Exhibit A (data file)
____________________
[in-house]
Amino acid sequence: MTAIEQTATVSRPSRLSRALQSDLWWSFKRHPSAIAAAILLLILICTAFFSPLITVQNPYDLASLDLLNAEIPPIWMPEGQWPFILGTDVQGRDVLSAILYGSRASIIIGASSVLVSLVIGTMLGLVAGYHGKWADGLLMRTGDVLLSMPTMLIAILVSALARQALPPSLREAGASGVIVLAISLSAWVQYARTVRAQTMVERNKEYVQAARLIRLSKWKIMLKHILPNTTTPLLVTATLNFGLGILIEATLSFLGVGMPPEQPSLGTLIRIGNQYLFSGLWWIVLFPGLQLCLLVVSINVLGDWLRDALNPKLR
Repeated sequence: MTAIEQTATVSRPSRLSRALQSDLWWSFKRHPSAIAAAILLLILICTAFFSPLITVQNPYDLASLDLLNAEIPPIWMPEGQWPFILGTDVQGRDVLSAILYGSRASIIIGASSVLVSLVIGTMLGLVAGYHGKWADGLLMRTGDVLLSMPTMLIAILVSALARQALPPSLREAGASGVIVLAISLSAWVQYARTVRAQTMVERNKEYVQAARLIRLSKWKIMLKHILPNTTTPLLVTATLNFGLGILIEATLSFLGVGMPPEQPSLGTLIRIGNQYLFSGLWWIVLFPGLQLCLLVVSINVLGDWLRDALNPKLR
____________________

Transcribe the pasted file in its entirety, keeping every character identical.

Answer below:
[in-house]
Amino acid sequence: MTAIEQTATVSRPSRLSRALQSDLWWSFKRHPSAIAAAILLLILICTAFFSPLITVQNPYDLASLDLLNAEIPPIWMPEGQWPFILGTDVQGRDVLSAILYGSRASIIIGASSVLVSLVIGTMLGLVAGYHGKWADGLLMRTGDVLLSMPTMLIAILVSALARQALPPSLREAGASGVIVLAISLSAWVQYARTVRAQTMVERNKEYVQAARLIRLSKWKIMLKHILPNTTTPLLVTATLNFGLGILIEATLSFLGVGMPPEQPSLGTLIRIGNQYLFSGLWWIVLFPGLQLCLLVVSINVLGDWLRDALNPKLR
Repeated sequence: MTAIEQTATVSRPSRLSRALQSDLWWSFKRHPSAIAAAILLLILICTAFFSPLITVQNPYDLASLDLLNAEIPPIWMPEGQWPFILGTDVQGRDVLSAILYGSRASIIIGASSVLVSLVIGTMLGLVAGYHGKWADGLLMRTGDVLLSMPTMLIAILVSALARQALPPSLREAGASGVIVLAISLSAWVQYARTVRAQTMVERNKEYVQAARLIRLSKWKIMLKHILPNTTTPLLVTATLNFGLGILIEATLSFLGVGMPPEQPSLGTLIRIGNQYLFSGLWWIVLFPGLQLCLLVVSINVLGDWLRDALNPKLR